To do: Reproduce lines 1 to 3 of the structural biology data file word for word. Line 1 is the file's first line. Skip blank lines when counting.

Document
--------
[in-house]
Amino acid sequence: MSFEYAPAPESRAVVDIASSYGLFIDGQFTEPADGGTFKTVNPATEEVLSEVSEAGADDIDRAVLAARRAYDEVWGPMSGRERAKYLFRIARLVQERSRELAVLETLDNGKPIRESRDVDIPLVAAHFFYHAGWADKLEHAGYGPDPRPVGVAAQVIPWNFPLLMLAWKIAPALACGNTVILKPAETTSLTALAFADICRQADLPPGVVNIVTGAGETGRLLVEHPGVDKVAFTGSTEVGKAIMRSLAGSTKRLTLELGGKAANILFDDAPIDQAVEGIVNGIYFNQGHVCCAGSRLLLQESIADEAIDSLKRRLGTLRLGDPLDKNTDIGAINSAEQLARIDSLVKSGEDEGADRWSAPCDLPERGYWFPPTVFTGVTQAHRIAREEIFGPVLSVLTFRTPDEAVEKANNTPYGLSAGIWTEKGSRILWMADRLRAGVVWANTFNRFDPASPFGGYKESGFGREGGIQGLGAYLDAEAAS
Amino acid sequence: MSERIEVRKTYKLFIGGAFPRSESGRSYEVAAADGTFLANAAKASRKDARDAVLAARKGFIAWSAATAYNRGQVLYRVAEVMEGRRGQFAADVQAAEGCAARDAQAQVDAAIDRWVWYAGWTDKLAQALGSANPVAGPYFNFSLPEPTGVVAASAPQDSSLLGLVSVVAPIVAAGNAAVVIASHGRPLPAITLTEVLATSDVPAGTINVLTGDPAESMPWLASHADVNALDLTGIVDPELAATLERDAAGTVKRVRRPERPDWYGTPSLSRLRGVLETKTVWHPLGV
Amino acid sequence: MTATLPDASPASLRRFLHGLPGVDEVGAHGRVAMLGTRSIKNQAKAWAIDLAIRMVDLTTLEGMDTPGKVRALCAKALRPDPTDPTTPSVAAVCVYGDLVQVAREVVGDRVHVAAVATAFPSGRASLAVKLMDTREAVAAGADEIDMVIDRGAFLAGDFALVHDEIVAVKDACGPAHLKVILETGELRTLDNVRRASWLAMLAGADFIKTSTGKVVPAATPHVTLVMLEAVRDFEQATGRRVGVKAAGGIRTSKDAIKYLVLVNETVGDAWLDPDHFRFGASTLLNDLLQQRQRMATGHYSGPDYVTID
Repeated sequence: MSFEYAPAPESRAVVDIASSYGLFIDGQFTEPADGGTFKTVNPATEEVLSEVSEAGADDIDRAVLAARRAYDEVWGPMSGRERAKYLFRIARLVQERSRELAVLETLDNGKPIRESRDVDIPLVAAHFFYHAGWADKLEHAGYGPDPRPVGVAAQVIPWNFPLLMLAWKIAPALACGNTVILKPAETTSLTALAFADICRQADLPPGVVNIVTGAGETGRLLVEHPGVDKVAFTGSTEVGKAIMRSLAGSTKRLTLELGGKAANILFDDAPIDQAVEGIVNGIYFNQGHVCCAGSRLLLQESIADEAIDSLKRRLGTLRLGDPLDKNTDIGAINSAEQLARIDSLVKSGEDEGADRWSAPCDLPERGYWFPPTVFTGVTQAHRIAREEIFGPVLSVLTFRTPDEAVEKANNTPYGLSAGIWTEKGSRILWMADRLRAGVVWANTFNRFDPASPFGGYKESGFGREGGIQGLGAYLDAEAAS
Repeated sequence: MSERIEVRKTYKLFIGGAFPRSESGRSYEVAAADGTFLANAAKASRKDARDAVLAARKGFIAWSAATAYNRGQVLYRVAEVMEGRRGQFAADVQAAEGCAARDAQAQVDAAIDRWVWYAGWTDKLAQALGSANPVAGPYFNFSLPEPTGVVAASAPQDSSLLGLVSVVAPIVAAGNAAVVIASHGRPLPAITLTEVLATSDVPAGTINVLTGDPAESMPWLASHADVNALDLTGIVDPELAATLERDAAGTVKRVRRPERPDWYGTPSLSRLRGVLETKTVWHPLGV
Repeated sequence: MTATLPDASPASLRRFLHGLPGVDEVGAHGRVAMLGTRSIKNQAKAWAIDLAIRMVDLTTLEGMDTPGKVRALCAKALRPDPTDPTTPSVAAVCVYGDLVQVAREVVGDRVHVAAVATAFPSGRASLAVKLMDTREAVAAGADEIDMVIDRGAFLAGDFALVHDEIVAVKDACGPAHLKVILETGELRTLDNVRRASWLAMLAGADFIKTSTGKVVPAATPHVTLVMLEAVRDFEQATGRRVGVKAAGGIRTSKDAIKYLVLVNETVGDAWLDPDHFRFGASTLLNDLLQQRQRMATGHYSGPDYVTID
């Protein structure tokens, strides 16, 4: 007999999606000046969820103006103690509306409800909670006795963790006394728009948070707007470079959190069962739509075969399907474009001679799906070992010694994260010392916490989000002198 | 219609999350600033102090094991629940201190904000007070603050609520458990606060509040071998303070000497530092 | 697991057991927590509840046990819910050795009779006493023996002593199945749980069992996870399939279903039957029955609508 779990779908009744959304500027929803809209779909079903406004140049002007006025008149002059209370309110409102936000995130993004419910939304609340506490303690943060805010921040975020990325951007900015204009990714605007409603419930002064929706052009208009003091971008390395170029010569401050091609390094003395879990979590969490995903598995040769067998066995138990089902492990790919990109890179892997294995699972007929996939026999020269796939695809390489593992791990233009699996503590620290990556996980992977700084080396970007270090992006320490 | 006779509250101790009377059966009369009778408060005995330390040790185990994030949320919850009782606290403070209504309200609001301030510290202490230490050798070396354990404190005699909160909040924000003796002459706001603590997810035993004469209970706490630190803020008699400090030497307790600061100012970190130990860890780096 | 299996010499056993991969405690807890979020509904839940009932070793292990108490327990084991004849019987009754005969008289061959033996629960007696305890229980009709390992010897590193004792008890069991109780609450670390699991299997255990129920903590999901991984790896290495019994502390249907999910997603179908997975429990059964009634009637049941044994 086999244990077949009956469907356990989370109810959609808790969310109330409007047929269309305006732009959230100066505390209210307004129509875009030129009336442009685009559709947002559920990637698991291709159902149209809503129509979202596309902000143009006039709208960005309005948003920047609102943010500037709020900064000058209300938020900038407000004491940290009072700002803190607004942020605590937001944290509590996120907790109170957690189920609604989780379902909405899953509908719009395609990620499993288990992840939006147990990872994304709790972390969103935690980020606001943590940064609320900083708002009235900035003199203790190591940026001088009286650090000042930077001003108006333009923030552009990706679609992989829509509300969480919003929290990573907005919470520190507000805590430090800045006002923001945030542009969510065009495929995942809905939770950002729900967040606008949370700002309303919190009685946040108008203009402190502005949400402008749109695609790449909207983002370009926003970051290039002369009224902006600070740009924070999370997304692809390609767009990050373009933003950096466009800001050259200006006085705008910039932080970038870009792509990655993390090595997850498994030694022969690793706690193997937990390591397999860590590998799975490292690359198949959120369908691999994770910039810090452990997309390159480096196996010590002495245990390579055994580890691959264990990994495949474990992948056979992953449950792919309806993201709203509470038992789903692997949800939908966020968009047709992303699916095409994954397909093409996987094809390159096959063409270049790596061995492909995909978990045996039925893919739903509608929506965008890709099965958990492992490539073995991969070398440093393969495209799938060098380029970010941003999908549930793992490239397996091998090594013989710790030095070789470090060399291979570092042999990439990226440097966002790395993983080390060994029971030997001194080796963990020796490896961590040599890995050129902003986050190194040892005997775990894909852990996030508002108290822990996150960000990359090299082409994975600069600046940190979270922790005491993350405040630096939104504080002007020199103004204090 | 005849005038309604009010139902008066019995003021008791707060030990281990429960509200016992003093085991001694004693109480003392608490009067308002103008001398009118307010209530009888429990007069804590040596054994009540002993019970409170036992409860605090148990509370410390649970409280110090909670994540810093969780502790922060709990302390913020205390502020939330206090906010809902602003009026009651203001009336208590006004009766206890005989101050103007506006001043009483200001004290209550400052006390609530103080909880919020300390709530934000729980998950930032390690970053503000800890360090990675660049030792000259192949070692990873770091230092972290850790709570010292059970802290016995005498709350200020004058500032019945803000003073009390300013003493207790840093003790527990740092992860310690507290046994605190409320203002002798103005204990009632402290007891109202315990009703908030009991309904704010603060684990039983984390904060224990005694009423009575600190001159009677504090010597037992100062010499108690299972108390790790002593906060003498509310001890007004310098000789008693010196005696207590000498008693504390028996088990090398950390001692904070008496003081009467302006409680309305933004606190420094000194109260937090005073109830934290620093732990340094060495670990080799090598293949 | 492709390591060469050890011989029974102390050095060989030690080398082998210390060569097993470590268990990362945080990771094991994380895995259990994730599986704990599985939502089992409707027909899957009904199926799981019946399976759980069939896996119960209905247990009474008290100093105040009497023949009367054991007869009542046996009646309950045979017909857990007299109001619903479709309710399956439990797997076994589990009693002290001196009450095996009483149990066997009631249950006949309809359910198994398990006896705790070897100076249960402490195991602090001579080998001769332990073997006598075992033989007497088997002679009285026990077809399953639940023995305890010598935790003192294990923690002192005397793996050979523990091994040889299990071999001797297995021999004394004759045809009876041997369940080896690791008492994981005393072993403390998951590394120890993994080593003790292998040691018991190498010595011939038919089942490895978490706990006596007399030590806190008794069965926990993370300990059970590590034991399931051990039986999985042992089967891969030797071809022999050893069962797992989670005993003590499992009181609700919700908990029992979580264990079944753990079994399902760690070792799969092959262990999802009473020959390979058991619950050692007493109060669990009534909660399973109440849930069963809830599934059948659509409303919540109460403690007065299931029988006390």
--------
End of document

[in-house]
Amino acid sequence: MSFEYAPAPESRAVVDIASSYGLFIDGQFTEPADGGTFKTVNPATEEVLSEVSEAGADDIDRAVLAARRAYDEVWGPMSGRERAKYLFRIARLVQERSRELAVLETLDNGKPIRESRDVDIPLVAAHFFYHAGWADKLEHAGYGPDPRPVGVAAQVIPWNFPLLMLAWKIAPALACGNTVILKPAETTSLTALAFADICRQADLPPGVVNIVTGAGETGRLLVEHPGVDKVAFTGSTEVGKAIMRSLAGSTKRLTLELGGKAANILFDDAPIDQAVEGIVNGIYFNQGHVCCAGSRLLLQESIADEAIDSLKRRLGTLRLGDPLDKNTDIGAINSAEQLARIDSLVKSGEDEGADRWSAPCDLPERGYWFPPTVFTGVTQAHRIAREEIFGPVLSVLTFRTPDEAVEKANNTPYGLSAGIWTEKGSRILWMADRLRAGVVWANTFNRFDPASPFGGYKESGFGREGGIQGLGAYLDAEAAS
Amino acid sequence: MSERIEVRKTYKLFIGGAFPRSESGRSYEVAAADGTFLANAAKASRKDARDAVLAARKGFIAWSAATAYNRGQVLYRVAEVMEGRRGQFAADVQAAEGCAARDAQAQVDAAIDRWVWYAGWTDKLAQALGSANPVAGPYFNFSLPEPTGVVAASAPQDSSLLGLVSVVAPIVAAGNAAVVIASHGRPLPAITLTEVLATSDVPAGTINVLTGDPAESMPWLASHADVNALDLTGIVDPELAATLERDAAGTVKRVRRPERPDWYGTPSLSRLRGVLETKTVWHPLGV